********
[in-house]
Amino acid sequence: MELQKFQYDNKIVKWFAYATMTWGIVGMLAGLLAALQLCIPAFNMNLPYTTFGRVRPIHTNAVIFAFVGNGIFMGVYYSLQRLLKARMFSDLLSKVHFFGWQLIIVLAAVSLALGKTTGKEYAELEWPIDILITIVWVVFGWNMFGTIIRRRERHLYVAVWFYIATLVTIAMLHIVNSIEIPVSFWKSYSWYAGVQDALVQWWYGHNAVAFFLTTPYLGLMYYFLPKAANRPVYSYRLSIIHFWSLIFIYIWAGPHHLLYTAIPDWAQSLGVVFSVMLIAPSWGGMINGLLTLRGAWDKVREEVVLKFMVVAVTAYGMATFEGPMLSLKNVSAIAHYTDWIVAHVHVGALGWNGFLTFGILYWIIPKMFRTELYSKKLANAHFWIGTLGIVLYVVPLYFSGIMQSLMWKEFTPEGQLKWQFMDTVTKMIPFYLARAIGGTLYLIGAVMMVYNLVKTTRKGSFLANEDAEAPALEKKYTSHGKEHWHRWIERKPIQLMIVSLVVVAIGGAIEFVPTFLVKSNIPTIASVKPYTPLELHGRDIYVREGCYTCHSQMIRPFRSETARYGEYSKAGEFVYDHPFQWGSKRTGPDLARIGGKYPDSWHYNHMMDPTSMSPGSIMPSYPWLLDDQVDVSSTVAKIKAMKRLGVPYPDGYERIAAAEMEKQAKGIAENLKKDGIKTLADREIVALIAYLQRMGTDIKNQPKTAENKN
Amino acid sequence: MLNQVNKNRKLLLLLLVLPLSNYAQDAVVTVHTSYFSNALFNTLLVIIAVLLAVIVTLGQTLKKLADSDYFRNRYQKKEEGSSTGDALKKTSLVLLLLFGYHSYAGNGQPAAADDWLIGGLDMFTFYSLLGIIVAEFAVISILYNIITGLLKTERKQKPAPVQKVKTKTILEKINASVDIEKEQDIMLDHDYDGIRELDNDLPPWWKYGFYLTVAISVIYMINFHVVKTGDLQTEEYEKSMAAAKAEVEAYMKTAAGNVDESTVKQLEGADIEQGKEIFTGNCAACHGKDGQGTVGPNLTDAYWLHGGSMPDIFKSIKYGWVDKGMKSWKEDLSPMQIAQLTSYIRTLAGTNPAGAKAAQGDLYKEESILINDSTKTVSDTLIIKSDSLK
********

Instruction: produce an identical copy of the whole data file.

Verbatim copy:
[in-house]
Amino acid sequence: MELQKFQYDNKIVKWFAYATMTWGIVGMLAGLLAALQLCIPAFNMNLPYTTFGRVRPIHTNAVIFAFVGNGIFMGVYYSLQRLLKARMFSDLLSKVHFFGWQLIIVLAAVSLALGKTTGKEYAELEWPIDILITIVWVVFGWNMFGTIIRRRERHLYVAVWFYIATLVTIAMLHIVNSIEIPVSFWKSYSWYAGVQDALVQWWYGHNAVAFFLTTPYLGLMYYFLPKAANRPVYSYRLSIIHFWSLIFIYIWAGPHHLLYTAIPDWAQSLGVVFSVMLIAPSWGGMINGLLTLRGAWDKVREEVVLKFMVVAVTAYGMATFEGPMLSLKNVSAIAHYTDWIVAHVHVGALGWNGFLTFGILYWIIPKMFRTELYSKKLANAHFWIGTLGIVLYVVPLYFSGIMQSLMWKEFTPEGQLKWQFMDTVTKMIPFYLARAIGGTLYLIGAVMMVYNLVKTTRKGSFLANEDAEAPALEKKYTSHGKEHWHRWIERKPIQLMIVSLVVVAIGGAIEFVPTFLVKSNIPTIASVKPYTPLELHGRDIYVREGCYTCHSQMIRPFRSETARYGEYSKAGEFVYDHPFQWGSKRTGPDLARIGGKYPDSWHYNHMMDPTSMSPGSIMPSYPWLLDDQVDVSSTVAKIKAMKRLGVPYPDGYERIAAAEMEKQAKGIAENLKKDGIKTLADREIVALIAYLQRMGTDIKNQPKTAENKN
Amino acid sequence: MLNQVNKNRKLLLLLLVLPLSNYAQDAVVTVHTSYFSNALFNTLLVIIAVLLAVIVTLGQTLKKLADSDYFRNRYQKKEEGSSTGDALKKTSLVLLLLFGYHSYAGNGQPAAADDWLIGGLDMFTFYSLLGIIVAEFAVISILYNIITGLLKTERKQKPAPVQKVKTKTILEKINASVDIEKEQDIMLDHDYDGIRELDNDLPPWWKYGFYLTVAISVIYMINFHVVKTGDLQTEEYEKSMAAAKAEVEAYMKTAAGNVDESTVKQLEGADIEQGKEIFTGNCAACHGKDGQGTVGPNLTDAYWLHGGSMPDIFKSIKYGWVDKGMKSWKEDLSPMQIAQLTSYIRTLAGTNPAGAKAAQGDLYKEESILINDSTKTVSDTLIIKSDSLK